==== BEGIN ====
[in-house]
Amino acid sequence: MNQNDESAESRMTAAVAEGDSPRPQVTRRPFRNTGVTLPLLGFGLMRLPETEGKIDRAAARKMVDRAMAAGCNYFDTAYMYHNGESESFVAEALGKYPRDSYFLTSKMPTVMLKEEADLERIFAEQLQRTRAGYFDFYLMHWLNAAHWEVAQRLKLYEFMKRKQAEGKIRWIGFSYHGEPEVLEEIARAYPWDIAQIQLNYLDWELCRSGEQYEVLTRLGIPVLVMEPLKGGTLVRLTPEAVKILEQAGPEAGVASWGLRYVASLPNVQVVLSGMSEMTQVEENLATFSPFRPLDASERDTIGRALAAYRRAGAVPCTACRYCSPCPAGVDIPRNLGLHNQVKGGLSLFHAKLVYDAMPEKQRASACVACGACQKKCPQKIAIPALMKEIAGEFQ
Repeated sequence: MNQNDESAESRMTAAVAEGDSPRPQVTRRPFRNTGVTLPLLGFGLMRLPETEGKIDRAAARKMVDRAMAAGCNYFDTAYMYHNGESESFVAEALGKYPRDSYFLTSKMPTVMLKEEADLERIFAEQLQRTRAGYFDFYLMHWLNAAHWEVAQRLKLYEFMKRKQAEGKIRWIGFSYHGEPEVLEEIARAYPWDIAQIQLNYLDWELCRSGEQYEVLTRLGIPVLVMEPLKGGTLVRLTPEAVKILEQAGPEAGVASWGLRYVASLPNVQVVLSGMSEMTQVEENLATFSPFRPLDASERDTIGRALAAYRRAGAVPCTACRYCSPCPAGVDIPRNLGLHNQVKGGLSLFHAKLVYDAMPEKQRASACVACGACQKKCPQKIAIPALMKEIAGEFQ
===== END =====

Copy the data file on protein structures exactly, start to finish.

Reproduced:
[in-house]
Amino acid sequence: MNQNDESAESRMTAAVAEGDSPRPQVTRRPFRNTGVTLPLLGFGLMRLPETEGKIDRAAARKMVDRAMAAGCNYFDTAYMYHNGESESFVAEALGKYPRDSYFLTSKMPTVMLKEEADLERIFAEQLQRTRAGYFDFYLMHWLNAAHWEVAQRLKLYEFMKRKQAEGKIRWIGFSYHGEPEVLEEIARAYPWDIAQIQLNYLDWELCRSGEQYEVLTRLGIPVLVMEPLKGGTLVRLTPEAVKILEQAGPEAGVASWGLRYVASLPNVQVVLSGMSEMTQVEENLATFSPFRPLDASERDTIGRALAAYRRAGAVPCTACRYCSPCPAGVDIPRNLGLHNQVKGGLSLFHAKLVYDAMPEKQRASACVACGACQKKCPQKIAIPALMKEIAGEFQ
Repeated sequence: MNQNDESAESRMTAAVAEGDSPRPQVTRRPFRNTGVTLPLLGFGLMRLPETEGKIDRAAARKMVDRAMAAGCNYFDTAYMYHNGESESFVAEALGKYPRDSYFLTSKMPTVMLKEEADLERIFAEQLQRTRAGYFDFYLMHWLNAAHWEVAQRLKLYEFMKRKQAEGKIRWIGFSYHGEPEVLEEIARAYPWDIAQIQLNYLDWELCRSGEQYEVLTRLGIPVLVMEPLKGGTLVRLTPEAVKILEQAGPEAGVASWGLRYVASLPNVQVVLSGMSEMTQVEENLATFSPFRPLDASERDTIGRALAAYRRAGAVPCTACRYCSPCPAGVDIPRNLGLHNQVKGGLSLFHAKLVYDAMPEKQRASACVACGACQKKCPQKIAIPALMKEIAGEFQ